Verse Affairs: Social Media as a Newfound Space for Poetry

With its unobtrusive simplicity, poetry on social media platforms has gained immense popularity lately.

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In a poem titled ‘Facebook, Another View’, Mumbai-based poet Sanjeev Sethi describes the social media platform that has recently undergone a makeover: “It is a shelf for self-adverts drafted by dilettantes.”

This poem is included in Hesitancies (New Delhi and Calcutta: Classix, 2021) — Sethi’s fifth book. Most of the poems in Hesitancies and Bleb (Scotland: Hybriddreich, 2021) would easily fit into the limited space for status messages — described by Sethi as “nook to posit clever phrases” — on social media. They would also get many likes and shares.

Bleb has 31 very short poems, mostly in prose or free verse. The sub-title of the book calls them “wee poems”. The title poem reads:

Dialectics and dogmas: fountainhead of misguided miseries in mind, even as skin craves skin, you and I, next to each other empty of evanescent safeguards. The arrogance of touch nudges me to notice my littleness, smallness of search.   

The other poems in the book – a few of them previously published in international literary journals like Berfrois3: AM Magazine, and London Grip – tumble one after other in a similar vein. They are as easy to scroll through as posts on Instagram.

Hesitancies is not too different, except that it has more poems (78) and they are sometimes a little longer. These are not divided into thematic sections, nor is a chronology provided to tell the reader why they are all together in a book.

New lease of life for poetry 

Poetry on social media has, of course, in recent years laid siege to the age-old bastions of literature with their phenomenal popularity. Rupi Kaur, Amanda Lovelace, Najwa Zebian and Lang Leav are some of the globally known poets who first found fame on Instagram. There are millions of others who are moulding their languages and formats to make them consumable on social media.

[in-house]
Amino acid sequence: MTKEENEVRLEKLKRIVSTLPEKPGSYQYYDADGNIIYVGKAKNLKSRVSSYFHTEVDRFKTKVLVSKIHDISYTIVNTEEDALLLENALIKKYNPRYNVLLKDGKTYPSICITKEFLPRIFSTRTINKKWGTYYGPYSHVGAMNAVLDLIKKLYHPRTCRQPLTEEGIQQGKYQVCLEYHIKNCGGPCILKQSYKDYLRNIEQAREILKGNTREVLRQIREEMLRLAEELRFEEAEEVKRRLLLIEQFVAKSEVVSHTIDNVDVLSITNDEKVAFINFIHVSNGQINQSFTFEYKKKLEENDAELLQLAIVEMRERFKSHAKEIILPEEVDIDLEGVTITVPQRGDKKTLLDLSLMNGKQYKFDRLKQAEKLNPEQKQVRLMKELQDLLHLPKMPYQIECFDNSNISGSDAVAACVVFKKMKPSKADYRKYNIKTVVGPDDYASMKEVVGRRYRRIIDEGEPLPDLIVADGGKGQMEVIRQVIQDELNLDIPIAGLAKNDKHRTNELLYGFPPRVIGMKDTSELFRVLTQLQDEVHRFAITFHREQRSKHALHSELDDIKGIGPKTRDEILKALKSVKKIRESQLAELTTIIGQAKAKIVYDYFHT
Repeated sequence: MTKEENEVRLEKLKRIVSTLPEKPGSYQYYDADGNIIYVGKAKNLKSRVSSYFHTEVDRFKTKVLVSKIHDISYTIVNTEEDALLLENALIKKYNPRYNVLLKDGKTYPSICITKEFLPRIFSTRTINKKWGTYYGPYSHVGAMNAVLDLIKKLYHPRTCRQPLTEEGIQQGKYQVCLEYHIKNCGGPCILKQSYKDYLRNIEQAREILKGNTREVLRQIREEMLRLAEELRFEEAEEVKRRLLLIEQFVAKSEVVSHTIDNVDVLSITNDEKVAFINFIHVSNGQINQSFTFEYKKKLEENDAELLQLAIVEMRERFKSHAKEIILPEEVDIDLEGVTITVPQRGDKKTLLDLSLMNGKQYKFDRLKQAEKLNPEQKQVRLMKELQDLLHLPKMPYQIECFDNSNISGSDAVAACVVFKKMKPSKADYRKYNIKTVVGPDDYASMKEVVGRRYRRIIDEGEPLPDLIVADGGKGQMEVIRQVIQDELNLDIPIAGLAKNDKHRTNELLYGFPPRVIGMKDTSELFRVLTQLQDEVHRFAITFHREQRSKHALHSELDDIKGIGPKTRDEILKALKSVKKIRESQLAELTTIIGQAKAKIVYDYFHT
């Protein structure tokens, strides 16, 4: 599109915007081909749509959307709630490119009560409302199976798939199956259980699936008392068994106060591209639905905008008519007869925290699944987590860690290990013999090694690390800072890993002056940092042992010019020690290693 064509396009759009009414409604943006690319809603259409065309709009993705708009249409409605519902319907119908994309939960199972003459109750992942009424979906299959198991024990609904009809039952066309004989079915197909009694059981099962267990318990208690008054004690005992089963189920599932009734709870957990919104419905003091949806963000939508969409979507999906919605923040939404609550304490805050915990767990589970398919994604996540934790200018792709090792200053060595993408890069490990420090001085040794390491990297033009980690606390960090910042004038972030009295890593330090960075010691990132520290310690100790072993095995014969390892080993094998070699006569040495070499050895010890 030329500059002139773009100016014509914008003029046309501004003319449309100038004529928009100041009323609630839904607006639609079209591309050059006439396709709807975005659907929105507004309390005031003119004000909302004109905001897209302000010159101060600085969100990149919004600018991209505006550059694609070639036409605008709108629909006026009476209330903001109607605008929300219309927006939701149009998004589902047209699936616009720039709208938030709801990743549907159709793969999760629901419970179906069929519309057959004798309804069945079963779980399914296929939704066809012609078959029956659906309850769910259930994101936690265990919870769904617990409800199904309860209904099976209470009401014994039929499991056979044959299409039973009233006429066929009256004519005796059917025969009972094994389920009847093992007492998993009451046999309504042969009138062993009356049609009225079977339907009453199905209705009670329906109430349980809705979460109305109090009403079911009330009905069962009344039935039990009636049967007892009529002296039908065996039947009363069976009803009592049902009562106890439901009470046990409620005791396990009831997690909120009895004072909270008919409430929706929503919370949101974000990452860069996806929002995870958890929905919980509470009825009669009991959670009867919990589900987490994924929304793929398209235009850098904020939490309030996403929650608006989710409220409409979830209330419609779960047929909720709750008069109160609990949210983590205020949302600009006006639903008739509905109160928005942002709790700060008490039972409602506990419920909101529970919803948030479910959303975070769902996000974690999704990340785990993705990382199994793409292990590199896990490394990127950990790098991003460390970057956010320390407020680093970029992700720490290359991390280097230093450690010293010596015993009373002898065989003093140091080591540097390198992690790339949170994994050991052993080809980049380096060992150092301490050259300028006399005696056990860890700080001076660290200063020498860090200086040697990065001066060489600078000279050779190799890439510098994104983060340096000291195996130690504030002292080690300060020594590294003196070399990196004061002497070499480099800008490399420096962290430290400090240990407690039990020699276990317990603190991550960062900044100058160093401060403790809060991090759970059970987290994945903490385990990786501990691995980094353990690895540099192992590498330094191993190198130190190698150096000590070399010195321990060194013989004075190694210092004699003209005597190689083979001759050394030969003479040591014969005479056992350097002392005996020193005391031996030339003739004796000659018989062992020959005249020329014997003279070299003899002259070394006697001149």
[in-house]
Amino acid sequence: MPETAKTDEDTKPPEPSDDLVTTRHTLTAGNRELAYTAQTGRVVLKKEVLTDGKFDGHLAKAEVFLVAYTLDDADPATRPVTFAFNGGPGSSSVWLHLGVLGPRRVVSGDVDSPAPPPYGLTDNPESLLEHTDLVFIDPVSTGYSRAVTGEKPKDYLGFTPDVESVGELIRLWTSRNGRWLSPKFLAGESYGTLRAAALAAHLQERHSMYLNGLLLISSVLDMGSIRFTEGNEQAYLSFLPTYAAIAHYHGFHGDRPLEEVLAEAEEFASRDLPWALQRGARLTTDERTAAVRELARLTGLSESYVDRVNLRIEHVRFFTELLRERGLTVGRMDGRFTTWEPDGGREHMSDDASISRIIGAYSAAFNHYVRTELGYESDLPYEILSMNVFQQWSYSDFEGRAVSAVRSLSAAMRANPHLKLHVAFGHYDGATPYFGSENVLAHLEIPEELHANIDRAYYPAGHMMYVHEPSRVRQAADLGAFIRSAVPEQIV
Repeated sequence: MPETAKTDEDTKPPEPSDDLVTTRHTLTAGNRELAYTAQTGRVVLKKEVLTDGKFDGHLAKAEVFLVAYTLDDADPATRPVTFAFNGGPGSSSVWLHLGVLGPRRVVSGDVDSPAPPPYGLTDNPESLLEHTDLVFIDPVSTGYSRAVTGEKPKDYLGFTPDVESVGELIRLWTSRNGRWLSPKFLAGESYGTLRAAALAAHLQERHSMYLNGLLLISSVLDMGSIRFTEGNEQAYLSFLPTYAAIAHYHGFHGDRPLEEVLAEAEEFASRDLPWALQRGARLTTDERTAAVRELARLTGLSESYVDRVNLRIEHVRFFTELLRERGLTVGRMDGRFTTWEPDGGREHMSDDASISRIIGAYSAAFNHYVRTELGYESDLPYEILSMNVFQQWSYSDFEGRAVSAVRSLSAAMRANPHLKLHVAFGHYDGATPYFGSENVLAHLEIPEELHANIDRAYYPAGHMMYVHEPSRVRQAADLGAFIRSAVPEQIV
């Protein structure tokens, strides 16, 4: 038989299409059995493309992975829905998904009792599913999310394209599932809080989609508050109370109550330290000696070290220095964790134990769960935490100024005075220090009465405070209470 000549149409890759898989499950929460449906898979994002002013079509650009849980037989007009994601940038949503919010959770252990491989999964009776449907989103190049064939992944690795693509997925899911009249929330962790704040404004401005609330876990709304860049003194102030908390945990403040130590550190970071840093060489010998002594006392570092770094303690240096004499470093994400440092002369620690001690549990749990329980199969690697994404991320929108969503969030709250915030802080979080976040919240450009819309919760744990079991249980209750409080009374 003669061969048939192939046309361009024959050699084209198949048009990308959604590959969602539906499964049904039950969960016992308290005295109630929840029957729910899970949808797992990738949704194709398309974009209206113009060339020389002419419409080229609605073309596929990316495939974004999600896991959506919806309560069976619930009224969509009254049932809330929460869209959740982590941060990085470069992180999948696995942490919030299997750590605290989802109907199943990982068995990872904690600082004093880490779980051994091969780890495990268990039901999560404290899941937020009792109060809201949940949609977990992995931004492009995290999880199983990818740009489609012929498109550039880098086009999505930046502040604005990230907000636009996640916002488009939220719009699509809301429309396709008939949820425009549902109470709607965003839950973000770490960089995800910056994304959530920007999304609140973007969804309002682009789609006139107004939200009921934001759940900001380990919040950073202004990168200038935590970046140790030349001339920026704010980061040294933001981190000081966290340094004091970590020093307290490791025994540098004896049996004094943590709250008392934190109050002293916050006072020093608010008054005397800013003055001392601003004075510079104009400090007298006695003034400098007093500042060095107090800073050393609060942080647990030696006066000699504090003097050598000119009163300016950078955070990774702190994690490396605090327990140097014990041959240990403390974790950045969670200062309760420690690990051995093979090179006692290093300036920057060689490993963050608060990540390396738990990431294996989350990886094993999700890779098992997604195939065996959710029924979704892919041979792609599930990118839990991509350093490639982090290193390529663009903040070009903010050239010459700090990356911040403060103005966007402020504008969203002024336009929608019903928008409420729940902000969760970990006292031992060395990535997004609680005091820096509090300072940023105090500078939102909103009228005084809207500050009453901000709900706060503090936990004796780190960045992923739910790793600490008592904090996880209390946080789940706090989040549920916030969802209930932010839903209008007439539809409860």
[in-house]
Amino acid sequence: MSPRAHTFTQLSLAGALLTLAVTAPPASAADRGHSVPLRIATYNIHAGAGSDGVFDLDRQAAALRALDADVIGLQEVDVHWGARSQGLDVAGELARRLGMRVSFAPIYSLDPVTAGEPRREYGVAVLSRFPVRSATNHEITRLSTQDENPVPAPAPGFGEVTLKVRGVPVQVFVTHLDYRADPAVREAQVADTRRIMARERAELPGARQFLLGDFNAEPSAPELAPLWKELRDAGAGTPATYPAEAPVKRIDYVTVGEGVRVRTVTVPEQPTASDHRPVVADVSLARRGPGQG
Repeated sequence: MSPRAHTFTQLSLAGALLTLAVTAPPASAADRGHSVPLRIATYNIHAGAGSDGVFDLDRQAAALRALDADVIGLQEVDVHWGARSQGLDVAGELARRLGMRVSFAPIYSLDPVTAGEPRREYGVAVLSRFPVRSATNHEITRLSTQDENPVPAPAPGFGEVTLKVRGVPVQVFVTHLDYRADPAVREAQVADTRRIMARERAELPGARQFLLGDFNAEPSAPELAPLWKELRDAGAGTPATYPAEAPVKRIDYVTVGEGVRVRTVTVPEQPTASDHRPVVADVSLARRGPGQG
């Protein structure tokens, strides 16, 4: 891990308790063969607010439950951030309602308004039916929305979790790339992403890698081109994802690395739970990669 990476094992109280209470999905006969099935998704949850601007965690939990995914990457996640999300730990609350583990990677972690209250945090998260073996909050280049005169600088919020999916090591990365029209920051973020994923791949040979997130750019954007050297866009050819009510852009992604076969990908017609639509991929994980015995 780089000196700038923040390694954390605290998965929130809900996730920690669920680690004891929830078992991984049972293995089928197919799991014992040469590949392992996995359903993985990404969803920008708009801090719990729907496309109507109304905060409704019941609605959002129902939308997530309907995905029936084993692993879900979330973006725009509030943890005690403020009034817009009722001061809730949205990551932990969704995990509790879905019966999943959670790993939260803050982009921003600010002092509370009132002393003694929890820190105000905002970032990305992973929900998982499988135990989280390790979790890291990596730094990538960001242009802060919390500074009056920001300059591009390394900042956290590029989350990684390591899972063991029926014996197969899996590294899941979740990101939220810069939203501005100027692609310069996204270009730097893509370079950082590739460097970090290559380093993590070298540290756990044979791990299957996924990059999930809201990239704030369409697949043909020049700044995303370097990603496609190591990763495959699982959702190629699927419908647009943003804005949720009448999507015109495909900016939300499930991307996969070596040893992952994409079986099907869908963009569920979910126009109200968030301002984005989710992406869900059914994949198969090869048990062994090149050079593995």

While traditionalists have scoffed at what they describe to be easy popularity and a disgrace to the craft, it has become increasingly difficult to ignore these poets. Many of them are addressing subjects such as race, gender and ecology to which traditional poetry might not have done justice.  

It is to Sethi’s credit that he is exploring this newer form despite being an author for nearly three decades and with three previous collections — Suddenly for Someone (1988), Nine Summers Later (1997), This Summer and That Summer (2015). His philosophy of poetry and its dissemination can be understood from the opening poem, ‘Rake-Off’, of Hesitancies:

There is no suitcase, no cabin baggage to pack. No air ticket, no hotel booking to be locked in. There is no fear of red-eye. When my poems glob-trot, a part of my longstanding love affair with myself, travels with them. They carry my flavors, my failures.  

One might be tempted to dismiss such poetry by pointing out the lack of any metrical experimentation or the frothy quality of the emotions it packs. It is true, but perhaps the success of the poems is in their unobtrusive simplicity.

In fact, Sethi does not succeed very well when he performs calisthenics with vocabulary. Take, for instance, these two stanzas from his poem ‘2021’ (Hesitancies):

By virtue of a pangram holding the alphabets

doesn’t make it exceptional. It is the right one

at the right spot that kindles lapidary impulse.

We have altered vocabulary beyond repair.

The superbious us will have to correct this

or we will be sentenced to the stake.    

One is likely to be reminded of a Shashi Tharoor joke as one seeks out the meanings of ‘pangram’, ‘lapidary’, and ‘superbious’. Big emotions do not come from big words, Ernest Hemingway had told William Faulkner — no writer must forget that.

 Uttaran Das Gupta’s novel Ritual was published last year; he teaches at O.P. Jindal Global University, Sonipat. He writes a fortnightly column on poetry, ‘Verse Affairs’, for The Wire.